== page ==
Scott AFB nurses save boy's life

  • Published
  • By Airman 1st Class Kiana Brothers
  • 375 Air Mobility Wing Public Affairs
A 9-year-old boy would not be alive today if not for the quick action and skills of two Scott Air Force Base nurses.

Capts. Michelle Trujillo and Linda Clarkson, both with the 375th Medical Group, spent the Labor Day weekend camping at Lost Valley Lake Resort in Owensville, Missouri, when they noticed a child being brought out of the water and people gathered around.

"I grabbed Trujillo by the arm and said 'let's go!'" Clarkson said. The child was laying on the bank when they finally reached him, and without thinking they both yelled to call 9-1-1.

The boy was blue and unresponsive, and when they checked for a pulse they couldn't find one. Trujillo started compressions and Clarkson took control of his airway.

"Before we knew it, we were both down in position and starting CPR," Clarkson said. "I keep saying, ‘this is what we train for, and this is what we do,’ because it was over whelming and nerve wrecking."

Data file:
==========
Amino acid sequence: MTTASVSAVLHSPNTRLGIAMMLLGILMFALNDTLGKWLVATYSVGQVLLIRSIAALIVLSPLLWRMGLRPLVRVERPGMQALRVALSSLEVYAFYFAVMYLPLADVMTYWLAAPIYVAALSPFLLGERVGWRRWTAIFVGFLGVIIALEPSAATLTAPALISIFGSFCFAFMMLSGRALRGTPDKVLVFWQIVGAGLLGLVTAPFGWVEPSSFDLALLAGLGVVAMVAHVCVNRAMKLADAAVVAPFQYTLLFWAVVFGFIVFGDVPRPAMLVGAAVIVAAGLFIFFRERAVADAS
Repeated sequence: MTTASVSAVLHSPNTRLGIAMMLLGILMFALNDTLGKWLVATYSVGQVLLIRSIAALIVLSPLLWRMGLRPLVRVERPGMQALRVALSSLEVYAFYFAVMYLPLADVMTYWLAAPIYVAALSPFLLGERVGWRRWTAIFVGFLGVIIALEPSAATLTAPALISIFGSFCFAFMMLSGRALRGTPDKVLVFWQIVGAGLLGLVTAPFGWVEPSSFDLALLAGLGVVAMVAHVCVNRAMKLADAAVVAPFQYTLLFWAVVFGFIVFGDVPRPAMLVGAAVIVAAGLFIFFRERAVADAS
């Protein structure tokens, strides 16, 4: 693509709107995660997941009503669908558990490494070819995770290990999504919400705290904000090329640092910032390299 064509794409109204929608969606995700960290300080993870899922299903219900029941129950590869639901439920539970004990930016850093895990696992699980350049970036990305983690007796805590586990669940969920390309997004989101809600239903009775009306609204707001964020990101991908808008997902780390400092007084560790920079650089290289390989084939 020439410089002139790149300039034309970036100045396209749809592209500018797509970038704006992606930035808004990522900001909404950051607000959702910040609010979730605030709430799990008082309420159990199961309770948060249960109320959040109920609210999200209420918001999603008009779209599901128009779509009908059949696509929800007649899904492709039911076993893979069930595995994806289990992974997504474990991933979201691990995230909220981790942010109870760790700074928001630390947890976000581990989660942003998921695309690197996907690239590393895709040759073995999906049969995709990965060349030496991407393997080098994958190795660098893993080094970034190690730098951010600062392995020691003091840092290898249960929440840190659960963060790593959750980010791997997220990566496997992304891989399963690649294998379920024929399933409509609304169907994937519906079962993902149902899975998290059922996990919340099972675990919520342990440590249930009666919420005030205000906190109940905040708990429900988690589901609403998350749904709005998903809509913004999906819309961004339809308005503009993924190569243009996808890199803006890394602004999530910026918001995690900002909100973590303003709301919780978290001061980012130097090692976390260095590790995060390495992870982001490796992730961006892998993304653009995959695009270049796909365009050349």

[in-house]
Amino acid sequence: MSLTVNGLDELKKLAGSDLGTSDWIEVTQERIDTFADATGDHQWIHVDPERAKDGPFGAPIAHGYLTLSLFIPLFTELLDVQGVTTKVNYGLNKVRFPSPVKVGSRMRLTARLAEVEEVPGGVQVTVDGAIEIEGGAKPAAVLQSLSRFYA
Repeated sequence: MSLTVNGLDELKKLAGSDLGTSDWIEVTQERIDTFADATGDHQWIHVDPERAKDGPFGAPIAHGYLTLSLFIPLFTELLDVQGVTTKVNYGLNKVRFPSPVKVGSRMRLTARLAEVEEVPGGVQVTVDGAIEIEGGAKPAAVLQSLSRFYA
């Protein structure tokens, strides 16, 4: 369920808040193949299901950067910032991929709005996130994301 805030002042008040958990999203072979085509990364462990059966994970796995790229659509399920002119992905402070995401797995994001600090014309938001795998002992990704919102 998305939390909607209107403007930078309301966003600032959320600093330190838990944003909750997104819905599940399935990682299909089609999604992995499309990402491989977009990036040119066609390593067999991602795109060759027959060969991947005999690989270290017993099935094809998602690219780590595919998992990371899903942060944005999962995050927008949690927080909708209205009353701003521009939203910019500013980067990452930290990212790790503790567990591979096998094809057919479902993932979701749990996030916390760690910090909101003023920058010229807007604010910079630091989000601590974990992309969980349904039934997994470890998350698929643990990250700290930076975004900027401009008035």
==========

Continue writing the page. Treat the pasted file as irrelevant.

They explained that they were near a small swim area with a lot people in the lake. The boy, Issiah Wiest, was there for the weekend and his dad was at the scene.

"We continued doing compression until, finally, he started breathing on his own. After we got the boy to breathe on his own again, the ambulance arrived," Trujillo added

According to the sheriff's report, three teens "felt something under water" and immediately pulled Issiah out of the chest-deep water and onto shore.

"We've talked about it a couple times, and thinking back on it and we just did what we were supposed to do," she said. "We stayed calm and relied on our training to get us through the situation. We know we have been trained well, and we gave that family back their son. We have the satisfaction of knowing that little boy is alive and back at school."

Since the incident, they've kept in touch with family who said they are "extremely grateful" and have sent pictures of Issiah coloring and smiling as if "nothing really happened."

All the attention from local media and base officials have been a way for them to encourage others to learn and know CPR.

"We're hoping that individuals take the opportunity to learn CPR. People on that beach felt helpless because they were not prepared," Clarkson said.

If an Airman is in a situation that they are trained to handle, they should definitely step up whether it be medical or nonmedical, said Truijllo.

Lost Valley Lake and Issiah's parents plan to host a celebration for all those who had a hand in saving his life. The resort also wants to incorporate CPR training into the event for their staff members and their guests in hopes to become more prepared.